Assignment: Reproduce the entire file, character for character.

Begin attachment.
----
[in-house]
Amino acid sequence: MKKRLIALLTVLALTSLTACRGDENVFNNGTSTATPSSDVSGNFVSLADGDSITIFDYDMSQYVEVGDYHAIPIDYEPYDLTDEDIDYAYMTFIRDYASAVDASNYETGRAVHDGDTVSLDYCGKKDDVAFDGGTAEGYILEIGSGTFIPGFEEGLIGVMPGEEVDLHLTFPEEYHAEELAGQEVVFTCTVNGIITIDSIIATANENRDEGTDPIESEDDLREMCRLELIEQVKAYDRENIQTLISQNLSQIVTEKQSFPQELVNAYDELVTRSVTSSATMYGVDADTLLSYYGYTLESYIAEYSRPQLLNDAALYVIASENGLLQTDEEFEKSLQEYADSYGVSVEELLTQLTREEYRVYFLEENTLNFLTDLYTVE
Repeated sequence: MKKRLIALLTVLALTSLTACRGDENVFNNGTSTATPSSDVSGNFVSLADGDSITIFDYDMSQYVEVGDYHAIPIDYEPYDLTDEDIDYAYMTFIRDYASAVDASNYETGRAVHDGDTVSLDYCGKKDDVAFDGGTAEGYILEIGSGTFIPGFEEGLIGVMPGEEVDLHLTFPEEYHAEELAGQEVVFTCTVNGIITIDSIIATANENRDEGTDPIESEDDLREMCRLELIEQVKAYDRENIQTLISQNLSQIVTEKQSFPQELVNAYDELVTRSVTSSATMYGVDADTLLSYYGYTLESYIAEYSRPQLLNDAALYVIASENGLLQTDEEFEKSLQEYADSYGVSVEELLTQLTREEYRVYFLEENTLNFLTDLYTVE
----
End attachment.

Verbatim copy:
[in-house]
Amino acid sequence: MKKRLIALLTVLALTSLTACRGDENVFNNGTSTATPSSDVSGNFVSLADGDSITIFDYDMSQYVEVGDYHAIPIDYEPYDLTDEDIDYAYMTFIRDYASAVDASNYETGRAVHDGDTVSLDYCGKKDDVAFDGGTAEGYILEIGSGTFIPGFEEGLIGVMPGEEVDLHLTFPEEYHAEELAGQEVVFTCTVNGIITIDSIIATANENRDEGTDPIESEDDLREMCRLELIEQVKAYDRENIQTLISQNLSQIVTEKQSFPQELVNAYDELVTRSVTSSATMYGVDADTLLSYYGYTLESYIAEYSRPQLLNDAALYVIASENGLLQTDEEFEKSLQEYADSYGVSVEELLTQLTREEYRVYFLEENTLNFLTDLYTVE
Repeated sequence: MKKRLIALLTVLALTSLTACRGDENVFNNGTSTATPSSDVSGNFVSLADGDSITIFDYDMSQYVEVGDYHAIPIDYEPYDLTDEDIDYAYMTFIRDYASAVDASNYETGRAVHDGDTVSLDYCGKKDDVAFDGGTAEGYILEIGSGTFIPGFEEGLIGVMPGEEVDLHLTFPEEYHAEELAGQEVVFTCTVNGIITIDSIIATANENRDEGTDPIESEDDLREMCRLELIEQVKAYDRENIQTLISQNLSQIVTEKQSFPQELVNAYDELVTRSVTSSATMYGVDADTLLSYYGYTLESYIAEYSRPQLLNDAALYVIASENGLLQTDEEFEKSLQEYADSYGVSVEELLTQLTREEYRVYFLEENTLNFLTDLYTVE